SU lobbies for expansion of gender-neutral housing

Awaiting decision from ResLife, administration

Student Union Senate passed a resolution Wednesday recommending that the Office of Residential Life expand its gender-neutral housing program.

The proposal seeks to make gender-neutral housing, currently offered by the Office of Residential Life (ResLife) under a limited pilot program, an available option for all upperclass housing on the North Side and for all off-campus, University-owned apartments starting in the fall of 2009.

The resolution was sent to ResLife and the University administration last Friday, according to SU senator Chase Sackett, a junior, who supported the resolution.

Associate Dean of Students Jill Stratton said she is not aware of ResLife making any firm decisions about gender-neutral housing for the fall of 2009 at this time.

“My understanding is that the University is assessing the success of the gender-neutral pilot program that has been implemented this year,” Stratton wrote in an e-mail to Student Life. “Since we are not quite halfway through with the year, we do not have a full picture or all the information on how this year is progressing.”

Sackett believes that implementing gender-neutral housing would serve as a great direction for the University.

“The Senate passed it unanimously (22-0), which I think was a great example of the student body strongly supporting gender-neutral housing expansion,” Sackett said. “[This] would be a really great step for the University to take.”

The pilot program, operating in Greenway Apartments and the Village with 30 students, was launched this fall following a SU resolution last year for a pilot program, and resulted from a survey conducted by ResLife in Dec. 2006 that indicated 74 percent of students would consider gender-neutral housing if it were an option.

In a more recent survey from this past October, residents in the current pilot program responded positively to their experiences so far and suggested the program be expanded to a full housing option.

Sackett, the SU representative in the Housing Selection Task Force, introduced the resolution to SU earlier this semester after learning about the results from the recent survey.

“We were talking about the reasoning behind [gender-neutral housing] and the results from [the pilot program],” he said. “I thought, why not expand it? It made the most sense.”

Sackett noted that gender-neutral housing might provide a greater comfort zone and more options for transgender students and others in the LGBT community.

“It’s supportive to transgender students, who may not be comfortable coming forward to self-identify,” he said. “I’ve spoken with Pride Alliance, which is solidly behind the resolution.”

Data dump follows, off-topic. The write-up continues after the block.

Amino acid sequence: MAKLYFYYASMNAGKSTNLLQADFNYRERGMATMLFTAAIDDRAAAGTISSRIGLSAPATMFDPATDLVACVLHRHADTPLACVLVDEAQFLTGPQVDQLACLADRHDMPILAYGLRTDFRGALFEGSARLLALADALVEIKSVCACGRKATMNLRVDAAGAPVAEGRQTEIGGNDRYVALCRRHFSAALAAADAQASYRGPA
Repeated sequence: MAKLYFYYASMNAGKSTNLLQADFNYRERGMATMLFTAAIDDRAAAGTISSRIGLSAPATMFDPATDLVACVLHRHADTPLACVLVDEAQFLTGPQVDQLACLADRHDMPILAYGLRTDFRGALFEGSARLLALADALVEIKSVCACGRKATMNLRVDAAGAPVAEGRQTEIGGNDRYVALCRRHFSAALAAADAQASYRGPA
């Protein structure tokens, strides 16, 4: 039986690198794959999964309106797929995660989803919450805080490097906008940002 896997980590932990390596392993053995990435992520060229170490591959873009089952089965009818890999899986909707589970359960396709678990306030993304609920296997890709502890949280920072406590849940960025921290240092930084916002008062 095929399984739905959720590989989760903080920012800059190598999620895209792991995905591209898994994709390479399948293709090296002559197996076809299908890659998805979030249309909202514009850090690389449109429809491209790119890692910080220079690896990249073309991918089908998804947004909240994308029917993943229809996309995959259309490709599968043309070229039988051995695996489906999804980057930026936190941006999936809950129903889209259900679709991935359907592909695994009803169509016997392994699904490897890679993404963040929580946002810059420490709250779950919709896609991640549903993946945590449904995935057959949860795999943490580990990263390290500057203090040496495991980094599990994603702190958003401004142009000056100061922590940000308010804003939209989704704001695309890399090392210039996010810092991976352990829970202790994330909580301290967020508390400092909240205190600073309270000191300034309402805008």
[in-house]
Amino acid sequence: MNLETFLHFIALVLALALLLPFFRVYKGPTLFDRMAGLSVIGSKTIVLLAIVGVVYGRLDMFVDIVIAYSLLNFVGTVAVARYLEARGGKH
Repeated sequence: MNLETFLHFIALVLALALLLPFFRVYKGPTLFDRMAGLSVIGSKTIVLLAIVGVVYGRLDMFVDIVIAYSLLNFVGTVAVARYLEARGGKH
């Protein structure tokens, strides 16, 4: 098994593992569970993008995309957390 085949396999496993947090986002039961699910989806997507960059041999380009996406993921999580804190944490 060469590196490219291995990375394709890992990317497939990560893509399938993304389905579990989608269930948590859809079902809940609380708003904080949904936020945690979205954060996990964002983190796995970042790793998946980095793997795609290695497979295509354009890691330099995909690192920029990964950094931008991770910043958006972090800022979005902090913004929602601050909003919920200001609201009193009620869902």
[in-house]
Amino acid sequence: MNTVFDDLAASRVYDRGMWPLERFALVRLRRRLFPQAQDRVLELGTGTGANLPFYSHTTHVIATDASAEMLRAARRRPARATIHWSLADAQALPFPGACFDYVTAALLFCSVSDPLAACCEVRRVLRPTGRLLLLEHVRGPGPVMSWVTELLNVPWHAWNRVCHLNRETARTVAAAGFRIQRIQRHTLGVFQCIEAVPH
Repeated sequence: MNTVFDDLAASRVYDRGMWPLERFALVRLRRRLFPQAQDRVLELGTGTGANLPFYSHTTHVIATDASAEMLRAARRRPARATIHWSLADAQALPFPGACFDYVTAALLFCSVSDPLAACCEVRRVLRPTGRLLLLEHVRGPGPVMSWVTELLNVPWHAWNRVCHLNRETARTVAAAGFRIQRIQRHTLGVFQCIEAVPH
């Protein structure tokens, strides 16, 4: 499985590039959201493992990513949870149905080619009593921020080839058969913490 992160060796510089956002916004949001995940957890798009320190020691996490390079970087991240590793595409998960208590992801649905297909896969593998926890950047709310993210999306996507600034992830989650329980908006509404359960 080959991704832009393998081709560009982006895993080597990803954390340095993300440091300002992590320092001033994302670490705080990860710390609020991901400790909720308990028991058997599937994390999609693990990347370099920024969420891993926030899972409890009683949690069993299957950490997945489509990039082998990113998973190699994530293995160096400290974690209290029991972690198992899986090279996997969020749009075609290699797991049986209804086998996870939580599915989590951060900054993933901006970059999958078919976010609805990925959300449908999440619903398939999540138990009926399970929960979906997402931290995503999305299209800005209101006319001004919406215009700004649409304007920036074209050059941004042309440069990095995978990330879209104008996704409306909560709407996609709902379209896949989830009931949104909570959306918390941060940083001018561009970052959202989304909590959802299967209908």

Pride Alliance Public Relations Chair Malcolm Ray, who was present at the Senate’s vote, said that Pride Alliance is satisfied with the resolution’s mission and progress toward gender-neutral housing so far.

“Non-gender neutral housing assumes that gender is differentiated in a binary way. There are students at the University who are transgender or intersex—not the majority, but [Pride Alliance] and the University still have a duty to stand up for those who are not represented,” Ray said.

Ray, a junior, believes that gender-neutral housing would promote greater equality in housing and, unlike non-gender-neutral housing, would not force students to conform to a gender with which they do not identify.

“Especially in a residential situation, when you really create a sense of home, you should feel comfortable with being who you are,” he said. “But just on a basic level: non-gender-neutral housing is a little outdated.”

Although gender-neutral housing serves the purpose of providing a more comfortable environment for LGBT students, SU’s resolution does not specify that the option will be offered discriminately.

Gender-neutral housing has been made available in approximately two dozen other institutions nationwide, including New York University, Carnegie Mellon University, Case Western Reserve University, the University of Michigan and six of the eight Ivy League schools.

“We have done extensive research on what other peer institutions have done in this area. Specifically, we have spoken with staff at NYU and Case Western as well as conducted research into other programs that provide gender-neutral housing,” Stratton wrote.

Vice Chancellor for Students James McLeod said that he might not necessarily look to the University’s peer institutions to help him make the decision.

“For many decisions, I don’t use our peers as a guide,” McLeod said. “We have a certain tradition [in] housing. From time to time, we change that tradition. This is a community decision; all of us have a stake in housing.”

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